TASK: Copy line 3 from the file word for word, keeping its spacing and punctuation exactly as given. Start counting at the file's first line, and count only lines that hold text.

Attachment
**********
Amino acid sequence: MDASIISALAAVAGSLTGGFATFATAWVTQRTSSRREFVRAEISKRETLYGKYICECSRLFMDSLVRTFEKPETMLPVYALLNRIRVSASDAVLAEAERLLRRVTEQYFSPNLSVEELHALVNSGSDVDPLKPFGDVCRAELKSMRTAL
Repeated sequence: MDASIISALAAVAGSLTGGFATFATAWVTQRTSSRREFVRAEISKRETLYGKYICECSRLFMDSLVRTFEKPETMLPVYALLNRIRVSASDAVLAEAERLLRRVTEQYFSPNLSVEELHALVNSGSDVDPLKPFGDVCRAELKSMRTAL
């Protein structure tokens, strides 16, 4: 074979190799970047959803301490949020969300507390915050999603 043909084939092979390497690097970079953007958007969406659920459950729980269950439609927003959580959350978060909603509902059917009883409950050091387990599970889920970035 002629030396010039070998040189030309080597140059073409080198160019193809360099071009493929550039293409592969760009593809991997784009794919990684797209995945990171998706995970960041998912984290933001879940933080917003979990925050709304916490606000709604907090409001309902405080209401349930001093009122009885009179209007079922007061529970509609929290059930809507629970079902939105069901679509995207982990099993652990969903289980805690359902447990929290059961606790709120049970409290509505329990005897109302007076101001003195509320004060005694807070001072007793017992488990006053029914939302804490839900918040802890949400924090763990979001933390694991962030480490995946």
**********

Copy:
């Protein structure tokens, strides 16, 4: 074979190799970047959803301490949020969300507390915050999603 043909084939092979390497690097970079953007958007969406659920459950729980269950439609927003959580959350978060909603509902059917009883409950050091387990599970889920970035 002629030396010039070998040189030309080597140059073409080198160019193809360099071009493929550039293409592969760009593809991997784009794919990684797209995945990171998706995970960041998912984290933001879940933080917003979990925050709304916490606000709604907090409001309902405080209401349930001093009122009885009179209007079922007061529970509609929290059930809507629970079902939105069901679509995207982990099993652990969903289980805690359902447990929290059961606790709120049970409290509505329990005897109302007076101001003195509320004060005694807070001072007793017992488990006053029914939302804490839900918040802890949400924090763990979001933390694991962030480490995946």